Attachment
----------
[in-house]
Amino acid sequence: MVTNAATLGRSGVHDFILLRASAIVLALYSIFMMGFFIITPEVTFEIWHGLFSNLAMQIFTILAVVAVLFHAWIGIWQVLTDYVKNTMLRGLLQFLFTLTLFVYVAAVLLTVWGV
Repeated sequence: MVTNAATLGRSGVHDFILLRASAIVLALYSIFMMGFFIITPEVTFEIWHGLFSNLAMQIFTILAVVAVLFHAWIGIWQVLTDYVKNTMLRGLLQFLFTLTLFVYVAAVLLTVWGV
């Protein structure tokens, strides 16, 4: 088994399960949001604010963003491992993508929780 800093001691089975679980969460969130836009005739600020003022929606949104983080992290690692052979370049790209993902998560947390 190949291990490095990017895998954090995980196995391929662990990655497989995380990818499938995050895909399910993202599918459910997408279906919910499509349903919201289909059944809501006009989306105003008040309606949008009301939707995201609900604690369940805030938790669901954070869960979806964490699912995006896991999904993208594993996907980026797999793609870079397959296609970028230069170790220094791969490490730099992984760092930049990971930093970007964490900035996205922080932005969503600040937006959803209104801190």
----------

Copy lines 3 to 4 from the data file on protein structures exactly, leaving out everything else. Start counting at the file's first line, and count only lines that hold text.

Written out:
Repeated sequence: MVTNAATLGRSGVHDFILLRASAIVLALYSIFMMGFFIITPEVTFEIWHGLFSNLAMQIFTILAVVAVLFHAWIGIWQVLTDYVKNTMLRGLLQFLFTLTLFVYVAAVLLTVWGV
């Protein structure tokens, strides 16, 4: 088994399960949001604010963003491992993508929780 800093001691089975679980969460969130836009005739600020003022929606949104983080992290690692052979370049790209993902998560947390 190949291990490095990017895998954090995980196995391929662990990655497989995380990818499938995050895909399910993202599918459910997408279906919910499509349903919201289909059944809501006009989306105003008040309606949008009301939707995201609900604690369940805030938790669901954070869960979806964490699912995006896991999904993208594993996907980026797999793609870079397959296609970028230069170790220094791969490490730099992984760092930049990971930093970007964490900035996205922080932005969503600040937006959803209104801190």